LaGrange man taking part in cancer center celebration
‘I have a whole new outlook on life’
By Jennifer Shrader
Willie Phearson always considered himself a positive person, with a positive outlook on life.
In late 2011, that all changed.
Phearson, now 63, was diagnosed with prostate cancer.
“Those first two or three weeks were the toughest time in my life,” he said. He’d be fine during the day at work, when he was around people. At 1 or 2 in the morning, though, he’d wake up and be alone with his thoughts.
That was one reason Phearson, who is a minister, chose Cancer Treatment Centers of America, in Newnan, for his treatment.
“Most places just concentrate on the treatment of the cancer,” he said. “They go further than just the medical treatment. They look at the mental process. They treat the whole person. They treat the whole family.
Phearson said he actually enjoyed going to the treatment because of the staff, one of whom still sends cards checking up on him.
“The process was totally different from what I imagined it would be,” he said. “It didn’t have the feel of a hospital. It didn’t leave you helpless.”
Phearson was one of the treatment center’s first patients after it opened in 2012 and was declared cancer-free after his treatment. The experience gave him a new outlook on life.
“You can plan for the future, but you also realize life can be a lot shorter,” he said.
After treatment, Phearson graduated from Luther Rice Seminary with a degree in religion and master’s in biblical counseling. He also made it a priority to travel more and some of the habits he picked up at the treatment center – like diet – have stuck with him.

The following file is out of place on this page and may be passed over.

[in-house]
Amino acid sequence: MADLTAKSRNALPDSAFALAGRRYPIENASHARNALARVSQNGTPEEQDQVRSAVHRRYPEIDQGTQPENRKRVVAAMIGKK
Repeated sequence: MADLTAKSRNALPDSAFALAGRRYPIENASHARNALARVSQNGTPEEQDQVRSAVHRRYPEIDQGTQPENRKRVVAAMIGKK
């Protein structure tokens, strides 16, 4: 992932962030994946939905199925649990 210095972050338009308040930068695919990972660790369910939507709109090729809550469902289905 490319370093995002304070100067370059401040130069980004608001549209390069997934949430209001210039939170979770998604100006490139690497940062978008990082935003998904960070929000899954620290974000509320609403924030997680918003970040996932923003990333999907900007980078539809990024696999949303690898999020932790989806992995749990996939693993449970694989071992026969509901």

His positive outlook is back and he enjoys leading his church, Greater Mt. Zion Baptist Church in Phenix City, Ala.
“No matter what you’re going through, trust and know God is always there,” he said. “I tell people, faith is not believing he can but knowing he will.”
This week, Phearson is one of the patients chosen to take part in a celebration of life ceremony at the treatment center in Newnan.
During Celebrate Life, each survivor is honored with a ceremonial tree planted in his or her name to symbolize their fighting spirit and hope for years to come. Each celebrant’s name is also added to the “Tree of Life” located in the hospital lobby as a lasting reminder of the courage and strength of cancer survivors, and as inspiration for those in the fight.
“This event brings the entire hospital team such fulfillment. It unites us in the most meaningful way and brings us back to the very reason we do what we do,” said Dr. Brion Randolph, chief of medical oncology, medical director of hematologic oncology and member of the hospital’s opening team. “And this is a milestone year since a majority of our celebrants began treating with us when we opened our doors five years ago.”
Phearson is looking forward to the ceremony.
“I’m excited to celebrate life,” he said. “I want to get back there and share and see people I saw when I was there (for treatment).”